AirAsia has launched a BlackBerry application to allow passengers to book flights, check-in via remotely, and view flight times.
According to Kathleen Tan, regional head of commercial AirAsia, “AirAsia is not only aiming at sales, but is also looking forward to providing brand experience for mobile users to enjoy convenience.” There were 10,000 downloads by BlackBerry users a day after the launch announcement through Twitter on Oct. 19.
AirAsia is expecting 20 percent of its bookings to come from mobile applications in the next 18 months when they start to offer lower fares exclusively for mobile users.
AirAsia used the same strategy when they first started booking services through web browsers and now, 80 percent of AirAsia bookings come from browsers.
Last week, the discount carrier flew its 100 millionth-guest and has 638,000 fans in Facebook.
AirAsia has also declared itself as a media-owner. Kathleen Tan explained: “We look into ways to make money to defray costs so that we can continue to offer low fares. We sell advertisements. For instance in the mail trays, we have our own in-flight magazine with 40 percent advertisements and 60 percent editorial contents.
“We have 32 million visitors on AirAsia.com, so we sell advertising space there too. Banks like Citibank and CIMB, Telcos like Maxis, hotels and other companies advertise on our website too. We also sell advertisements in planes on the overhead compartments. Tourism Malaysia and Bank Rakyat have advertised in these spaces too. So we are also a media owner,” said Tan.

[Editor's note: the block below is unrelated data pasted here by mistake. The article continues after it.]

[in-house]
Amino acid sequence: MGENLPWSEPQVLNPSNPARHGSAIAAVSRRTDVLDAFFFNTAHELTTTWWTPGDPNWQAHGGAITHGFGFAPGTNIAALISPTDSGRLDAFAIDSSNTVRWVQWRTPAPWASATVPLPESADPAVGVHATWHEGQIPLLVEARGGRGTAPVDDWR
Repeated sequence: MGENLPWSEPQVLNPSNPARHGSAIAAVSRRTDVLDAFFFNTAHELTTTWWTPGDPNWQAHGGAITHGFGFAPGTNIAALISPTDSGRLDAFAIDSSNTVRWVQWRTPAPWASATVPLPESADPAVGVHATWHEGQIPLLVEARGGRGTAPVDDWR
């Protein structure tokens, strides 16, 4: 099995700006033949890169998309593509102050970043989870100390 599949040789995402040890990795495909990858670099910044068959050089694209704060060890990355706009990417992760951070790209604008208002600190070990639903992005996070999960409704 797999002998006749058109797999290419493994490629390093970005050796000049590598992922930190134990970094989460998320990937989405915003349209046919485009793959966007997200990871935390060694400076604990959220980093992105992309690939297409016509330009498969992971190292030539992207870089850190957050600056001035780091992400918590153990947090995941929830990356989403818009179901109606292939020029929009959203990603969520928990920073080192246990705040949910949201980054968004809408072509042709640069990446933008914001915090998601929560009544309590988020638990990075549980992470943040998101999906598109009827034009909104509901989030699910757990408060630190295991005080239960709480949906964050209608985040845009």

When asked whether AirAsia could do away with conventional mainstream media, Kathleen elaborated that AirAsia is slowly phasing out its dependency on offline media.
“This year, we spend less on the offline than the online. We’ve spent 25 percent (publicity budget) on digital space. For an E-commerce company in Asia, our percentage is pretty high.”
AirAsia as an e-commerce model, says it is always advancing technologically to provide better and faster services to customers. One example is mobile users are able to check-in with a 2D bar code using mobile scanners provided at selective airports. AirAsia will gradually include this service to more airports.
Tan says most of AirAsia’s bookings are now made online. “Eighty percent of AirAsia’s booking are made on the Internet, the balance is split between our ticketing office, airport sales counter, call centre, and a very tiny fraction of external party.”